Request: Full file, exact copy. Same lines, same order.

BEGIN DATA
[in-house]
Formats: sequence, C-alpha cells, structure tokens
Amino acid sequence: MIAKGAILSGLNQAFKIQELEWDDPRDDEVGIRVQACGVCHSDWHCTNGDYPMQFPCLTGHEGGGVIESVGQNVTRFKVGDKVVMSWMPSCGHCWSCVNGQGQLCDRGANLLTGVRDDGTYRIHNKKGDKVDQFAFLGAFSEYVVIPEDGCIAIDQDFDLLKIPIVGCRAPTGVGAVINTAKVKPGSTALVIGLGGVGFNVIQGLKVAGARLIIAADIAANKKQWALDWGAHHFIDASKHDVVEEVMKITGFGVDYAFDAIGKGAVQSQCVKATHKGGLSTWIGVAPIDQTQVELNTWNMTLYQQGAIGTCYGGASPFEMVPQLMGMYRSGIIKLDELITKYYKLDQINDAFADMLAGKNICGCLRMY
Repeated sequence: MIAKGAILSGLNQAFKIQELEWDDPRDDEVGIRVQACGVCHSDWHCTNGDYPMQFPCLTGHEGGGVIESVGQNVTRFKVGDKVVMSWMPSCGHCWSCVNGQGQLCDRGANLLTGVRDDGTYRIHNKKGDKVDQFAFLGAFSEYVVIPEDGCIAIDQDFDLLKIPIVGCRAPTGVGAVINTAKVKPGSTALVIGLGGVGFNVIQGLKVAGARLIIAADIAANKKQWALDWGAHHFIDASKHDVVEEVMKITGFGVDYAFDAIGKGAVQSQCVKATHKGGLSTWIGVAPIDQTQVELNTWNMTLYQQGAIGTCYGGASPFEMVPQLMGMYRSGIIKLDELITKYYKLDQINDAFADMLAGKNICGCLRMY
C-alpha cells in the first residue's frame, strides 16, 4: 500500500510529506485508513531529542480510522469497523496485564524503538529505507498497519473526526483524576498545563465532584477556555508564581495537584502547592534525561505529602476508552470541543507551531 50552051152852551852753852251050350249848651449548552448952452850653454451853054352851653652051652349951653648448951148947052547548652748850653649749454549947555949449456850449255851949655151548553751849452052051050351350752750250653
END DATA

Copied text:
[in-house]
Formats: sequence, C-alpha cells, structure tokens
Amino acid sequence: MIAKGAILSGLNQAFKIQELEWDDPRDDEVGIRVQACGVCHSDWHCTNGDYPMQFPCLTGHEGGGVIESVGQNVTRFKVGDKVVMSWMPSCGHCWSCVNGQGQLCDRGANLLTGVRDDGTYRIHNKKGDKVDQFAFLGAFSEYVVIPEDGCIAIDQDFDLLKIPIVGCRAPTGVGAVINTAKVKPGSTALVIGLGGVGFNVIQGLKVAGARLIIAADIAANKKQWALDWGAHHFIDASKHDVVEEVMKITGFGVDYAFDAIGKGAVQSQCVKATHKGGLSTWIGVAPIDQTQVELNTWNMTLYQQGAIGTCYGGASPFEMVPQLMGMYRSGIIKLDELITKYYKLDQINDAFADMLAGKNICGCLRMY
Repeated sequence: MIAKGAILSGLNQAFKIQELEWDDPRDDEVGIRVQACGVCHSDWHCTNGDYPMQFPCLTGHEGGGVIESVGQNVTRFKVGDKVVMSWMPSCGHCWSCVNGQGQLCDRGANLLTGVRDDGTYRIHNKKGDKVDQFAFLGAFSEYVVIPEDGCIAIDQDFDLLKIPIVGCRAPTGVGAVINTAKVKPGSTALVIGLGGVGFNVIQGLKVAGARLIIAADIAANKKQWALDWGAHHFIDASKHDVVEEVMKITGFGVDYAFDAIGKGAVQSQCVKATHKGGLSTWIGVAPIDQTQVELNTWNMTLYQQGAIGTCYGGASPFEMVPQLMGMYRSGIIKLDELITKYYKLDQINDAFADMLAGKNICGCLRMY
C-alpha cells in the first residue's frame, strides 16, 4: 500500500510529506485508513531529542480510522469497523496485564524503538529505507498497519473526526483524576498545563465532584477556555508564581495537584502547592534525561505529602476508552470541543507551531 50552051152852551852753852251050350249848651449548552448952452850653454451853054352851653652051652349951653648448951148947052547548652748850653649749454549947555949449456850449255851949655151548553751849452052051050351350752750250653